Dr. Montfort has been a member of the University of Arizona Cancer Center for 25 years. His cancer-related research has focused on mechanism in drug binding and on establishing new targets. More recently, they have been developing new methods for drug screening. Targets of past and current interest include thymidylate synthase, thioredoxin, a new transmembrane target called CD47 that regulates nitric oxide signaling and tumor growth, and a variety of kinases. He is pleased now to serve on this grant as Co-Leader of the Therapeutic Development Program.
Dr. Montfort's research broadly concerns the link between protein structure and protein function, including how ligands and drugs bind to their targets and influence activity. One current focus concerns nitric oxide signaling. Their work includes studies on NO binding, transport and signaling regulation, and our approaches span atoms to animals. Among their studies are crystal structures of proteins containing nitrosyl-heme or nitroso-cysteine, transient kinetic measurements, biophysical measurements of transmembrane complexes and functional measurements in live cells, including forward genetics approaches. They seek mechanistic and regulatory details of importance to numerous diseases, including cardiovascular disease, poor wound healing in diabetes, and angiogenesis and tumor growth in cancer.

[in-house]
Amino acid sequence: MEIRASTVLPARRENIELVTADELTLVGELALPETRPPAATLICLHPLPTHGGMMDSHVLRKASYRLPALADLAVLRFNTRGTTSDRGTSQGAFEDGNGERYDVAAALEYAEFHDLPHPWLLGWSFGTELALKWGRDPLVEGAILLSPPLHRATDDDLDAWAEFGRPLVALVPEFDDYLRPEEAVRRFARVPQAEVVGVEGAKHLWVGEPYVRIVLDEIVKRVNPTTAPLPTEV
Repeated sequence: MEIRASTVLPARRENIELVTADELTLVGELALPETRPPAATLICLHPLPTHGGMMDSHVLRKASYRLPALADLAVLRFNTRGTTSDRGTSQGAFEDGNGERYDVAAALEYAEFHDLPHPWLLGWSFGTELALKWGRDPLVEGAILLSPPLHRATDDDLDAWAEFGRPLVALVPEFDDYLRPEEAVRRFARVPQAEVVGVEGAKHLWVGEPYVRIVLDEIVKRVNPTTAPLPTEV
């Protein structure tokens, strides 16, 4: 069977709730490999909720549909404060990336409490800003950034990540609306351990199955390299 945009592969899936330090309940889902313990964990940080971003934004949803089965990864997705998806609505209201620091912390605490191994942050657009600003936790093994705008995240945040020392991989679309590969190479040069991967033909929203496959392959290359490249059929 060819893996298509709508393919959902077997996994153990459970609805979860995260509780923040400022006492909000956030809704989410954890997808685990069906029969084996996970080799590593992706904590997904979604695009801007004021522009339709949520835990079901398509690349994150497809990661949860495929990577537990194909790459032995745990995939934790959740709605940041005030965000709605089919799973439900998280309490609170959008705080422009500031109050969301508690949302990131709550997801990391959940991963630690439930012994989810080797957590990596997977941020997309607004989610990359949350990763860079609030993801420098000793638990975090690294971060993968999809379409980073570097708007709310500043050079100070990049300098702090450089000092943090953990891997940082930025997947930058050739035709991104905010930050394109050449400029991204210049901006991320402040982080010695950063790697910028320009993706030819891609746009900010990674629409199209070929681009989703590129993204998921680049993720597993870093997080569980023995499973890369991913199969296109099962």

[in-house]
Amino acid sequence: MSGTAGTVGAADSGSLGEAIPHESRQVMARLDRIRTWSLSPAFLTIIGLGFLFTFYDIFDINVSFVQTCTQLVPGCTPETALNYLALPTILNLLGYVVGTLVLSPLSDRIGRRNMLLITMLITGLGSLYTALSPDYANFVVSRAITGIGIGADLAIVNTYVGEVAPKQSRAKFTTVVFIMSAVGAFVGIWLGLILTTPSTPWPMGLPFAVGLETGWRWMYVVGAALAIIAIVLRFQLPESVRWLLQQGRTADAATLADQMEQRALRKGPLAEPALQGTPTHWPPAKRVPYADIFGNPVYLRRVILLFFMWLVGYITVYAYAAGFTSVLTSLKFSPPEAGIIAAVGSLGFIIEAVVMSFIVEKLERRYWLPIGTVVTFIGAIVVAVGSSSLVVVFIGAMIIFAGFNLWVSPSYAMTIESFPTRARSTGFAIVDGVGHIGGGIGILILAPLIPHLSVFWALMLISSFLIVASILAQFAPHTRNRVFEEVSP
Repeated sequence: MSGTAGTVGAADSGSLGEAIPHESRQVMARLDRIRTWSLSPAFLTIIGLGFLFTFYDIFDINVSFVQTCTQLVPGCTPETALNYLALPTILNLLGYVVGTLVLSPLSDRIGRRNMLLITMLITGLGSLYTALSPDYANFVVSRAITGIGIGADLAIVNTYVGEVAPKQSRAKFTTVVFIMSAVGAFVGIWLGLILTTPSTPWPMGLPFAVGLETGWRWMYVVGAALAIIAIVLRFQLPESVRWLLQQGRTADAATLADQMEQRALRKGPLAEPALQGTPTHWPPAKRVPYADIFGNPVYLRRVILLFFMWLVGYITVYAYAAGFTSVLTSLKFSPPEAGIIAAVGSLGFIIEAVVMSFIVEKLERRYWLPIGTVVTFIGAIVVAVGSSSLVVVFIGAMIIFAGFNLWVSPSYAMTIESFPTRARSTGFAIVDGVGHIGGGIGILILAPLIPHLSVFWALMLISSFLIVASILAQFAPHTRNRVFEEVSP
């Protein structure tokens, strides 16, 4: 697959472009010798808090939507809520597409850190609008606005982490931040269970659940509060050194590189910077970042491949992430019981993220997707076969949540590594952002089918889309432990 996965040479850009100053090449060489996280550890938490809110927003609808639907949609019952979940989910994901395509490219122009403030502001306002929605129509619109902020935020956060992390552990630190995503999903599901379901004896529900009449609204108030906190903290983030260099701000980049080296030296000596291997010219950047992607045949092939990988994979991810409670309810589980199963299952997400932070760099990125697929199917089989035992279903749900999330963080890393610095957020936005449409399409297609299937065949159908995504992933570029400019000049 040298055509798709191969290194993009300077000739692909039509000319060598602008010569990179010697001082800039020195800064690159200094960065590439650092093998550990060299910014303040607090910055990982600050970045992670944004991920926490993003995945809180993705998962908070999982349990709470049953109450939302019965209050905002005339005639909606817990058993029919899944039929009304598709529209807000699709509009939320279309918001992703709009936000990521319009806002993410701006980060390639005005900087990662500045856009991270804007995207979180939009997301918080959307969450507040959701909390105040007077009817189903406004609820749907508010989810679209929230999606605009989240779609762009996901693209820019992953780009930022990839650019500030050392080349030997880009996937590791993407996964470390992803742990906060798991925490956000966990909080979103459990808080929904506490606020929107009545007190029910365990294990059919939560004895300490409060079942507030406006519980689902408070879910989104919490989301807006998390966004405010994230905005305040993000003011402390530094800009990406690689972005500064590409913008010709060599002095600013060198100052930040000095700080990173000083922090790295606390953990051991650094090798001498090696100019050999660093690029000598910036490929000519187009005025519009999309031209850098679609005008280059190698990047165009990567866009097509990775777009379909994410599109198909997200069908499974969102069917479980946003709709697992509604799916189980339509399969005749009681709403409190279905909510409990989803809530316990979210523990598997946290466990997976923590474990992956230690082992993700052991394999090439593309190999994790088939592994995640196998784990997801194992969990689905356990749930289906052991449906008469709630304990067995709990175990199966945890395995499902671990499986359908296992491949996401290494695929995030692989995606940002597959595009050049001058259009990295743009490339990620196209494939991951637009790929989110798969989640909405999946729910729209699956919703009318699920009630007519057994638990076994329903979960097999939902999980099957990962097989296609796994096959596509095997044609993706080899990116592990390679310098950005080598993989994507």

These studies and the University of Arizona provide an excellent home for cross-disciplinary student training and collaborative studies. Dr. Montfort directs the Biological Chemistry Graduate Program, which brings together chemists, biochemists and medicinal chemists for research at the chemistry/biology interface and is the marquee training program for drug discovery on campus. He has trained over thirty graduate and postdoctoral students from numerous programs, including Biochemistry, Molecular and Cellular Biology, Chemistry, Applied Mathematics and Pharmacology and Toxicology. He has also been intimately involved in establishing collaborative core facilities.
Dr. Montfort established the Macromolecular Crystallography Core facility in 1990 and has continued as faculty director since that time. He is a past member of numerous core facilities and currently serve on the steering committees for the Functional Genomics Facility and the Proteomics Facility.